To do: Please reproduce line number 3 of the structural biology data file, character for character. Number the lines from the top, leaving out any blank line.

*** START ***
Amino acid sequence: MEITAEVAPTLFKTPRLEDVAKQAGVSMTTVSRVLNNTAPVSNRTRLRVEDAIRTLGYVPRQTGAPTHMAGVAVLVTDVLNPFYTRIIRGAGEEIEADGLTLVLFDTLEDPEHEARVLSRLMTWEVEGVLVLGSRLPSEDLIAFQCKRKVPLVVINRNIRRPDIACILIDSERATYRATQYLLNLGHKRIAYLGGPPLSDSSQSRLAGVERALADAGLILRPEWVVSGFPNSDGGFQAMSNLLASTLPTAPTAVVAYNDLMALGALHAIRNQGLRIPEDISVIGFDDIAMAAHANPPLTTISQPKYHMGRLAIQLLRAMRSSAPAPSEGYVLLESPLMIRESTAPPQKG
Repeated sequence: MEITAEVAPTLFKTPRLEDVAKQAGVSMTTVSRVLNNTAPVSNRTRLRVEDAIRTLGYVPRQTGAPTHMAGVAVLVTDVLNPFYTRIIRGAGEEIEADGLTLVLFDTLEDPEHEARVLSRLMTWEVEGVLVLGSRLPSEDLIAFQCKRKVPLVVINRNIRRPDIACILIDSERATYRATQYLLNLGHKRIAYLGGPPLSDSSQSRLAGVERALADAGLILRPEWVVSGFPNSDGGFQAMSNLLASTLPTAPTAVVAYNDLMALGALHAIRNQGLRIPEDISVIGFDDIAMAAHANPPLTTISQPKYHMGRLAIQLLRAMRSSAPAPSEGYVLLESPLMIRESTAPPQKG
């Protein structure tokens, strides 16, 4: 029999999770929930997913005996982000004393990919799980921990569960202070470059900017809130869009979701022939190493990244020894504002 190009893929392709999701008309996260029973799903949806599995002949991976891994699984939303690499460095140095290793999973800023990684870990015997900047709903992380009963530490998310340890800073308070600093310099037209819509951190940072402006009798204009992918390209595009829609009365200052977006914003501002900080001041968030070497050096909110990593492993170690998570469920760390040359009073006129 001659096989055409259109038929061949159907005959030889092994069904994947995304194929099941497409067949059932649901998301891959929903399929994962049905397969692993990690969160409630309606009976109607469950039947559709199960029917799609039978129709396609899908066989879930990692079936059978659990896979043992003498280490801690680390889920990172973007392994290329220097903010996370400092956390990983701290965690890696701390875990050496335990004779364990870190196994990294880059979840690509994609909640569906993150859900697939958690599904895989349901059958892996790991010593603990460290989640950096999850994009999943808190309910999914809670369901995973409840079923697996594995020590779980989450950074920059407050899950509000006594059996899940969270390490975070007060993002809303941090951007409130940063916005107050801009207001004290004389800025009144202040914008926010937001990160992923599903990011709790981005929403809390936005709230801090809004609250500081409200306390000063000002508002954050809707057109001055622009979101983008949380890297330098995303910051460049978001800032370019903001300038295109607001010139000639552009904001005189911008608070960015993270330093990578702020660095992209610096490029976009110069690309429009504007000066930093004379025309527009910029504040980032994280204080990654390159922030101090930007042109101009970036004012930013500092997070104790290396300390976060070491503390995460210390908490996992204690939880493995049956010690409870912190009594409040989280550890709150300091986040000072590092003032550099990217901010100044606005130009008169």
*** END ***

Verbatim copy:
């Protein structure tokens, strides 16, 4: 029999999770929930997913005996982000004393990919799980921990569960202070470059900017809130869009979701022939190493990244020894504002 190009893929392709999701008309996260029973799903949806599995002949991976891994699984939303690499460095140095290793999973800023990684870990015997900047709903992380009963530490998310340890800073308070600093310099037209819509951190940072402006009798204009992918390209595009829609009365200052977006914003501002900080001041968030070497050096909110990593492993170690998570469920760390040359009073006129 001659096989055409259109038929061949159907005959030889092994069904994947995304194929099941497409067949059932649901998301891959929903399929994962049905397969692993990690969160409630309606009976109607469950039947559709199960029917799609039978129709396609899908066989879930990692079936059978659990896979043992003498280490801690680390889920990172973007392994290329220097903010996370400092956390990983701290965690890696701390875990050496335990004779364990870190196994990294880059979840690509994609909640569906993150859900697939958690599904895989349901059958892996790991010593603990460290989640950096999850994009999943808190309910999914809670369901995973409840079923697996594995020590779980989450950074920059407050899950509000006594059996899940969270390490975070007060993002809303941090951007409130940063916005107050801009207001004290004389800025009144202040914008926010937001990160992923599903990011709790981005929403809390936005709230801090809004609250500081409200306390000063000002508002954050809707057109001055622009979101983008949380890297330098995303910051460049978001800032370019903001300038295109607001010139000639552009904001005189911008608070960015993270330093990578702020660095992209610096490029976009110069690309429009504007000066930093004379025309527009910029504040980032994280204080990654390159922030101090930007042109101009970036004012930013500092997070104790290396300390976060070491503390995460210390908490996992204690939880493995049956010690409870912190009594409040989280550890709150300091986040000072590092003032550099990217901010100044606005130009008169």